India: the New Virus Epicenter

Today marks the 162nd day since India implemented a nationwide lockdown, to help curb the novel coronavirus pandemic. So far, India has recorded 36,21,245 confirmed COVID-19 cases (yahoo news), including 64,469 deaths. Maharashtra, Andhra Pradesh and Tamil Nadu have reported the highest number of cases. However, infections are rising rapidly in states like Karnataka, Uttar Pradesh and West Bengal. It is fast becoming the world’s new virus epicenter, setting a record for the biggest single-day rise in cases as experts predict that it’ll soon pass Brazil and ultimately the U.S. as the worst outbreak globally.
As many as 78,761 new cases were added on Sunday, which is the most any country has ever reported in one day. While on Monday, 971 deaths were reported, pushing the Asian country past Mexico for the third-highest number of deaths worldwide. At the current trajectory, India’s outbreak will eclipse Brazil’s in about a week, and the U.S. in about two months.

As the world’s second-largest country, and one with a relatively poor public health system, it’s inevitable that India’s outbreak becomes the world’s biggest, said Naman Shah, an adjunct faculty member at the country’s National Institute of Epidemiology. Health experts say the virus reproduction rate is ticking up as more state governments, desperate to stimulate an ailing economy, are loosening lockdown restrictions, which is spreading the virus further.

Crowded cities, lockdown fatigue and a lack of contact tracing have spread Covid-19 to every corner of this country of 1.3 billion people. This week, the authorities said that one-sixth of a tiny tribe on a remote, coral-fringed island had come down with the virus.

“Everything right now is indicating toward a massive surge in the caseload in coming days,” said Dr Anant Bhan, a health researcher at Melaka Manipal Medical College in southern India. “What is more worrying is we are inching toward the No. 1 spot globally.” Some public hospitals have been so overwhelmed that doctors have had to treat patients in the hallways. In some cases, people in critical condition have no place to get help, even if they don’t have the coronavirus.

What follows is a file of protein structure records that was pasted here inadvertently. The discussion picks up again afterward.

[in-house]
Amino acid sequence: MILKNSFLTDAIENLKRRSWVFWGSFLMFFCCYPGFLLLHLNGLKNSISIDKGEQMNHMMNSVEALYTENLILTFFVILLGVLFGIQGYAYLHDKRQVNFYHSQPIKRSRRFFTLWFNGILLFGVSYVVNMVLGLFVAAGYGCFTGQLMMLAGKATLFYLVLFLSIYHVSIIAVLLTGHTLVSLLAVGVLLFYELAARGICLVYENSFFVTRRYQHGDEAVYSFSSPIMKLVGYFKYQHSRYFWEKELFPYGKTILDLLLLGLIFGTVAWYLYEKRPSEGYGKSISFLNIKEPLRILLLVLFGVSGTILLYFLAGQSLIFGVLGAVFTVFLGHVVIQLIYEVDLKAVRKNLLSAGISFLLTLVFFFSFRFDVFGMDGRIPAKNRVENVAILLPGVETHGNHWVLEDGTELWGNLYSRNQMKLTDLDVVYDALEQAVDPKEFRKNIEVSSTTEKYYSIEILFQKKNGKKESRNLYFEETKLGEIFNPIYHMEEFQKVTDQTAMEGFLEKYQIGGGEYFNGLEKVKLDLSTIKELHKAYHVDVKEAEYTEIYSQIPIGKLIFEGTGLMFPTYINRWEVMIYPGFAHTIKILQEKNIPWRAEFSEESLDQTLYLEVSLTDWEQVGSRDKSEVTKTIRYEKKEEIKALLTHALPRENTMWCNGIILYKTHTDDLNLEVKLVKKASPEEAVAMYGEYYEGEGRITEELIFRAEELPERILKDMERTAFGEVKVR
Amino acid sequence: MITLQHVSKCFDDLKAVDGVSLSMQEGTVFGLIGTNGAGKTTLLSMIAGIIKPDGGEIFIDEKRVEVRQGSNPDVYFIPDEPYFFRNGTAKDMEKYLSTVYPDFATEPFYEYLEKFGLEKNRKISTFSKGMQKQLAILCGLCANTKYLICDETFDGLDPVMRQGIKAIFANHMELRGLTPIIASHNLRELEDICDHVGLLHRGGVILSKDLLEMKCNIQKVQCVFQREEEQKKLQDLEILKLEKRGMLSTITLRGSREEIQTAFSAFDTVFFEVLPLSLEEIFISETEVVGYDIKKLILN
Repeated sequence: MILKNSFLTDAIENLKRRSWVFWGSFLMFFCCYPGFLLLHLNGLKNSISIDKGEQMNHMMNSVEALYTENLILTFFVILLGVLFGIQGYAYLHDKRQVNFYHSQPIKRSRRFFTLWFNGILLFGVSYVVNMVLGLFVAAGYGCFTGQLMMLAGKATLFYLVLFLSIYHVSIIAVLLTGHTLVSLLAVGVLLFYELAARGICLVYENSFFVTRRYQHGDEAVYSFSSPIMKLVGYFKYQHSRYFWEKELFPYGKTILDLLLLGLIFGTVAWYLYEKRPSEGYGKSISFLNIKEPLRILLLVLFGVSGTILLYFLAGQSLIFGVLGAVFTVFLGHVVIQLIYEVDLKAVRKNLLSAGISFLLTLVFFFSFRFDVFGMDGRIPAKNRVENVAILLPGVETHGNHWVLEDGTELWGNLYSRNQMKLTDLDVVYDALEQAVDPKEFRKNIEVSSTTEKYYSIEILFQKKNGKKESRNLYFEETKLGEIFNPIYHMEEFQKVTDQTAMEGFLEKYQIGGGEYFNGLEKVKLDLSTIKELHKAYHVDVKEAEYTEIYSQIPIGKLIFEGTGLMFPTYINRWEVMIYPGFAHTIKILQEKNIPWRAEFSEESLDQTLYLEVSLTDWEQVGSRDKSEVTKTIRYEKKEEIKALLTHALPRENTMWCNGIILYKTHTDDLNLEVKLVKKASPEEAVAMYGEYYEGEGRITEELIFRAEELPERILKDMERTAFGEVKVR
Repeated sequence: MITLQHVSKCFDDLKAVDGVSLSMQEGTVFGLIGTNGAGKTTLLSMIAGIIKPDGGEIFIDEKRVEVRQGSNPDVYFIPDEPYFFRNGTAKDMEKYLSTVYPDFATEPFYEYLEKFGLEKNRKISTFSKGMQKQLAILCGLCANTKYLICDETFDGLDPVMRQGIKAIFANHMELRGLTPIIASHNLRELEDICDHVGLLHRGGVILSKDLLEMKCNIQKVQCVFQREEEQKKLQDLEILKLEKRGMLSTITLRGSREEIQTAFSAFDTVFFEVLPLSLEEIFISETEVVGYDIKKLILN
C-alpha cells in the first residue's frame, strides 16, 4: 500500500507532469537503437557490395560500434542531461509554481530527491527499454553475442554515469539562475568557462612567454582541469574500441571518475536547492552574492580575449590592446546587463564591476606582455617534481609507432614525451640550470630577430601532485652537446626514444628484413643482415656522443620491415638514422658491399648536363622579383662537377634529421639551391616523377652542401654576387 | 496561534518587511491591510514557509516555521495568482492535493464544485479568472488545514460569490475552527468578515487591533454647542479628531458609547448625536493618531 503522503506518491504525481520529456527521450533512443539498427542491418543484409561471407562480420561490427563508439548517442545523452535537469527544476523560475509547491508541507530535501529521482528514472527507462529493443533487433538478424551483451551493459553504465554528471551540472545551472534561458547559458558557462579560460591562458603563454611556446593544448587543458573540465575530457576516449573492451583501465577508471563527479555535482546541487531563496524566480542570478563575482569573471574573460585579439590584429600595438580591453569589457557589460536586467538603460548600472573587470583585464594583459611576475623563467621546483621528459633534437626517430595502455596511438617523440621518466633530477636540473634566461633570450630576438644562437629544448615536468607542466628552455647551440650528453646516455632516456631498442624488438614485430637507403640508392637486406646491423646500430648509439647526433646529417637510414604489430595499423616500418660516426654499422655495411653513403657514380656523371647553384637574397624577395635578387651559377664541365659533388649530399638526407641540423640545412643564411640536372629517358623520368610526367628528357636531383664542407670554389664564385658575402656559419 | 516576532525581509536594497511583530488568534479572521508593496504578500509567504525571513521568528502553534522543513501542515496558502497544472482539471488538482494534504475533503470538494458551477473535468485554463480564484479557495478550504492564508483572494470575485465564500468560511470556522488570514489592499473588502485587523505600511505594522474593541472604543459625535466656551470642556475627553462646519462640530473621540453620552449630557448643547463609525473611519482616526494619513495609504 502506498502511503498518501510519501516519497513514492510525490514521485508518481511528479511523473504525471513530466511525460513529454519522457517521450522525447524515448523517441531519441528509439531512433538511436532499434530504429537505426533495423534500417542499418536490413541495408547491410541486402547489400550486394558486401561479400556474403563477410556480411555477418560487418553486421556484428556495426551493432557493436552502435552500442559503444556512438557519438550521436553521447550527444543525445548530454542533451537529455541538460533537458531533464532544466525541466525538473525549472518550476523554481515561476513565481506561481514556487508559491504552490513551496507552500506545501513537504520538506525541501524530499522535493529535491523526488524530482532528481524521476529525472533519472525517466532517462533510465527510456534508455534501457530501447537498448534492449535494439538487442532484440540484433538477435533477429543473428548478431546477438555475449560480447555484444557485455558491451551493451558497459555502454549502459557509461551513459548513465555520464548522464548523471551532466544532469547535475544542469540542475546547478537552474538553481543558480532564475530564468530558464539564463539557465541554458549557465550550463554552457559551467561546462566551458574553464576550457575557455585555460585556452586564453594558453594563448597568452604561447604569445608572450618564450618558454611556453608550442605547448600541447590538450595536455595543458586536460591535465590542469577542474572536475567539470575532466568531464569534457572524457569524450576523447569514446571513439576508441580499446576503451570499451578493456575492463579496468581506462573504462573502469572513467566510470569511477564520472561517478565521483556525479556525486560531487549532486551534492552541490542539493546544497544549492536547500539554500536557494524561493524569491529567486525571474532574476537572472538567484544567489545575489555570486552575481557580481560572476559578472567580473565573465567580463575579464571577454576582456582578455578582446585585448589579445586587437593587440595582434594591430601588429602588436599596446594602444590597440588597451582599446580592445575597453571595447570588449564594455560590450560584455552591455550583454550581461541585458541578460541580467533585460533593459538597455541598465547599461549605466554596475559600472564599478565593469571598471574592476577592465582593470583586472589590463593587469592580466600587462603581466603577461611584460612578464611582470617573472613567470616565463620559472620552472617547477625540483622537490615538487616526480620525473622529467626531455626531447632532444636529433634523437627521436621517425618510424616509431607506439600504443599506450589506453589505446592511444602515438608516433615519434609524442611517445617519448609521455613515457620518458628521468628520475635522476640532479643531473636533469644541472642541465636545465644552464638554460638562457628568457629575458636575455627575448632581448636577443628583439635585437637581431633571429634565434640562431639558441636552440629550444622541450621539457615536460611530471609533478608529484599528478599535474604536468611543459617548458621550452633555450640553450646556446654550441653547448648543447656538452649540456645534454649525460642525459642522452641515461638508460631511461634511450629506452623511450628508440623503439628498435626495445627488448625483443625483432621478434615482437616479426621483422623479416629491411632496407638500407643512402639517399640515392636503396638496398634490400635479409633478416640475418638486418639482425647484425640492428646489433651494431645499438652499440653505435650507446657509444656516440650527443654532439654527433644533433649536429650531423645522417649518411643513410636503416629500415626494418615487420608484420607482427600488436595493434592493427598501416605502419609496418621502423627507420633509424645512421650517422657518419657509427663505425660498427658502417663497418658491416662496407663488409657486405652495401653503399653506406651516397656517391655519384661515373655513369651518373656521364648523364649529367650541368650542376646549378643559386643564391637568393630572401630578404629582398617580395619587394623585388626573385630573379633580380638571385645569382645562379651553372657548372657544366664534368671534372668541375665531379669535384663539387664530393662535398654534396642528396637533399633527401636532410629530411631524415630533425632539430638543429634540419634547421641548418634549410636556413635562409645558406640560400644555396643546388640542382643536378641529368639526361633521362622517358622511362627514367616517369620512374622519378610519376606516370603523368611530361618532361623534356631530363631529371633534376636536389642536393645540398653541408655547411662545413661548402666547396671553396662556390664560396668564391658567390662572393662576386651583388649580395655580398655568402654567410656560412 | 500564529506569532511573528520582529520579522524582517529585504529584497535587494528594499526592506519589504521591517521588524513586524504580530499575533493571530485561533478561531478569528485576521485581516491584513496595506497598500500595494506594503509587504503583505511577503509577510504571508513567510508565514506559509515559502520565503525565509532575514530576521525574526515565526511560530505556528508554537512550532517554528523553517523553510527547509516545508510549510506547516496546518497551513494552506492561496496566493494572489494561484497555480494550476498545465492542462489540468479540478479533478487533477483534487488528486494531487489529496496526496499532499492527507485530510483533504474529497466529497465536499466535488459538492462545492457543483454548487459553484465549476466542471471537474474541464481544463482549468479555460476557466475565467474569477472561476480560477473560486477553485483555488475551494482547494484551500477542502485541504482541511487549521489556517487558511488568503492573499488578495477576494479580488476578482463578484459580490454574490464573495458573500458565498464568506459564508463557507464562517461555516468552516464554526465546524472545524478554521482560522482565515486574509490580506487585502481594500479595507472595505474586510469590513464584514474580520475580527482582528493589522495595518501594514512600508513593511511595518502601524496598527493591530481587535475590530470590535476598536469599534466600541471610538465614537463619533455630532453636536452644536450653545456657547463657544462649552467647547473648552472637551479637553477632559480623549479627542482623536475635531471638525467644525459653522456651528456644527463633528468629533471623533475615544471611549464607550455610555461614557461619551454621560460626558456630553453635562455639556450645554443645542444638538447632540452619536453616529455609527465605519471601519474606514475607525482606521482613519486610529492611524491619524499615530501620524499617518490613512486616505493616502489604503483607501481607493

Across the developing world, economies have been forced to open up even with the virus still running rampant, quickly overwhelming underfunded hospitals. Nowhere has the developing world’s plight played out more viscerally than in India, where an ambitious national lockdown imposed in March was lifted after two months as joblessness, starvation and a mass migration of workers leaving cities on foot became too much to bear.

Prime Minister Narendra Modi’s government has since counselled the population to “live with the virus” while giving local officials freedom to impose restrictions on a state-by-state basis, which many have. The economy is projected to have contracted 18% in the quarter to June from a year ago, more than any other major Asian country.

And there is every reason to believe that the coronavirus is still only getting started in India. Much of the country’s coronavirus burden so far has fallen on its globally connected megacities like New Delhi and Mumbai, but the disease is now starting to shift to its rural hinterland where nearly 900 million people live, and health-care infrastructure is sparse. A lack of testing and medical help will likely mean that scores of infections and deaths are going unreported.

“The disease is moving from urban to rural areas, it’s moving from states with better health-care infrastructure to other places,” said Ramanan Laxminarayan, director of the New Delhi and Washington, D.C.-based Centre for Disease Dynamics Economics and Policy. “That all means that there will be more death, but they will not be counted because they will not be visible anywhere,” he added.

The Modi government has often pointed to India’s official mortality rate of around 1.8% — among the lowest in the world — as evidence that it is managing the virus’ spread, even if not containing it.

Complete lockdown will be imposed across West Bengal on September 7, 11 and 12 to contain the spread of COVID-19, Chief Secretary Rajiva Sinha said on Monday. The state government had earlier announced these dates for complete lockdown in September, but the Centre, in its Unlock 4 guidelines issued recently, had made it clear that states cannot enforce local lockdown without prior consultation.

By Karishma Gwalani

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